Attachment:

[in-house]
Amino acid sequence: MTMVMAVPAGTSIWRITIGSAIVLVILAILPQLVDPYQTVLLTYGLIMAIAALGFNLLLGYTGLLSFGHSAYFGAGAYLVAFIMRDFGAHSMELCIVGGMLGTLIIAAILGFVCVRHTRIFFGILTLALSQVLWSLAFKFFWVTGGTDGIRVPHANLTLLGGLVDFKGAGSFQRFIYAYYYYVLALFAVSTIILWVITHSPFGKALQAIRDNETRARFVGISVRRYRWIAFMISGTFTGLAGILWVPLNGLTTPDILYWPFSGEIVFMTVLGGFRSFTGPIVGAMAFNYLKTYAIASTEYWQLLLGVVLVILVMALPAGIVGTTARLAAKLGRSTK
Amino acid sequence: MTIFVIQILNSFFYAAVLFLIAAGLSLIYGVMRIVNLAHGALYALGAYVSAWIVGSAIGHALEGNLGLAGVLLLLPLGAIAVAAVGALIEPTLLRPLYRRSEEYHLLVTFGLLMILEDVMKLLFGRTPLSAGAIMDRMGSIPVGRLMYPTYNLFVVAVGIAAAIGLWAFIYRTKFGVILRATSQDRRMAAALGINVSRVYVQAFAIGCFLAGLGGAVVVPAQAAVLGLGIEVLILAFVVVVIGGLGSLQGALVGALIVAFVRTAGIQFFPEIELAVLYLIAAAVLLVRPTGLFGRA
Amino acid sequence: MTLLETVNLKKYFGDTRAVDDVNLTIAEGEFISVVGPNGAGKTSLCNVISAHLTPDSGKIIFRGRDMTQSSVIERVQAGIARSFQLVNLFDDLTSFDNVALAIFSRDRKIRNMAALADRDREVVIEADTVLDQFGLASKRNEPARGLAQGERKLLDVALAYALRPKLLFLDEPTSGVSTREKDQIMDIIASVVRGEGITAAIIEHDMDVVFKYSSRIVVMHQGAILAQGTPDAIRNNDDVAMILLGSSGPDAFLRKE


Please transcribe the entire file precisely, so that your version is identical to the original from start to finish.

[in-house]
Amino acid sequence: MTMVMAVPAGTSIWRITIGSAIVLVILAILPQLVDPYQTVLLTYGLIMAIAALGFNLLLGYTGLLSFGHSAYFGAGAYLVAFIMRDFGAHSMELCIVGGMLGTLIIAAILGFVCVRHTRIFFGILTLALSQVLWSLAFKFFWVTGGTDGIRVPHANLTLLGGLVDFKGAGSFQRFIYAYYYYVLALFAVSTIILWVITHSPFGKALQAIRDNETRARFVGISVRRYRWIAFMISGTFTGLAGILWVPLNGLTTPDILYWPFSGEIVFMTVLGGFRSFTGPIVGAMAFNYLKTYAIASTEYWQLLLGVVLVILVMALPAGIVGTTARLAAKLGRSTK
Amino acid sequence: MTIFVIQILNSFFYAAVLFLIAAGLSLIYGVMRIVNLAHGALYALGAYVSAWIVGSAIGHALEGNLGLAGVLLLLPLGAIAVAAVGALIEPTLLRPLYRRSEEYHLLVTFGLLMILEDVMKLLFGRTPLSAGAIMDRMGSIPVGRLMYPTYNLFVVAVGIAAAIGLWAFIYRTKFGVILRATSQDRRMAAALGINVSRVYVQAFAIGCFLAGLGGAVVVPAQAAVLGLGIEVLILAFVVVVIGGLGSLQGALVGALIVAFVRTAGIQFFPEIELAVLYLIAAAVLLVRPTGLFGRA
Amino acid sequence: MTLLETVNLKKYFGDTRAVDDVNLTIAEGEFISVVGPNGAGKTSLCNVISAHLTPDSGKIIFRGRDMTQSSVIERVQAGIARSFQLVNLFDDLTSFDNVALAIFSRDRKIRNMAALADRDREVVIEADTVLDQFGLASKRNEPARGLAQGERKLLDVALAYALRPKLLFLDEPTSGVSTREKDQIMDIIASVVRGEGITAAIIEHDMDVVFKYSSRIVVMHQGAILAQGTPDAIRNNDDVAMILLGSSGPDAFLRKE